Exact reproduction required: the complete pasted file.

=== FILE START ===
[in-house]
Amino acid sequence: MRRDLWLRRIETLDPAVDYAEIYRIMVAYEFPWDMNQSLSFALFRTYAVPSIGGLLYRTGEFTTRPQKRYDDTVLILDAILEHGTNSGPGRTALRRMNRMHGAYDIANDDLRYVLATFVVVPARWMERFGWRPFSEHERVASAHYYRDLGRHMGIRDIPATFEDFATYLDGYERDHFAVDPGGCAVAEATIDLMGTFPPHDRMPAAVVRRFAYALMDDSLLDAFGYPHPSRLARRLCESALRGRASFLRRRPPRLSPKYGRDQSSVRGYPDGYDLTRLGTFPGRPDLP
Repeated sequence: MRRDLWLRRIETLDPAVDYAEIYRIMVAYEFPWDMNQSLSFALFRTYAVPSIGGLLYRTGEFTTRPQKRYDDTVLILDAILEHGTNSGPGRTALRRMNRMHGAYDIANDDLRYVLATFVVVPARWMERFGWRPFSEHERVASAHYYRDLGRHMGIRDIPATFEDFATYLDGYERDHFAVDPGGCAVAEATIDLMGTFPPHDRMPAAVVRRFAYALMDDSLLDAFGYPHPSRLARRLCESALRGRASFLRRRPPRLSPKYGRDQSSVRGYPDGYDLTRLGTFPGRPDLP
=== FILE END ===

[in-house]
Amino acid sequence: MRRDLWLRRIETLDPAVDYAEIYRIMVAYEFPWDMNQSLSFALFRTYAVPSIGGLLYRTGEFTTRPQKRYDDTVLILDAILEHGTNSGPGRTALRRMNRMHGAYDIANDDLRYVLATFVVVPARWMERFGWRPFSEHERVASAHYYRDLGRHMGIRDIPATFEDFATYLDGYERDHFAVDPGGCAVAEATIDLMGTFPPHDRMPAAVVRRFAYALMDDSLLDAFGYPHPSRLARRLCESALRGRASFLRRRPPRLSPKYGRDQSSVRGYPDGYDLTRLGTFPGRPDLP
Repeated sequence: MRRDLWLRRIETLDPAVDYAEIYRIMVAYEFPWDMNQSLSFALFRTYAVPSIGGLLYRTGEFTTRPQKRYDDTVLILDAILEHGTNSGPGRTALRRMNRMHGAYDIANDDLRYVLATFVVVPARWMERFGWRPFSEHERVASAHYYRDLGRHMGIRDIPATFEDFATYLDGYERDHFAVDPGGCAVAEATIDLMGTFPPHDRMPAAVVRRFAYALMDDSLLDAFGYPHPSRLARRLCESALRGRASFLRRRPPRLSPKYGRDQSSVRGYPDGYDLTRLGTFPGRPDLP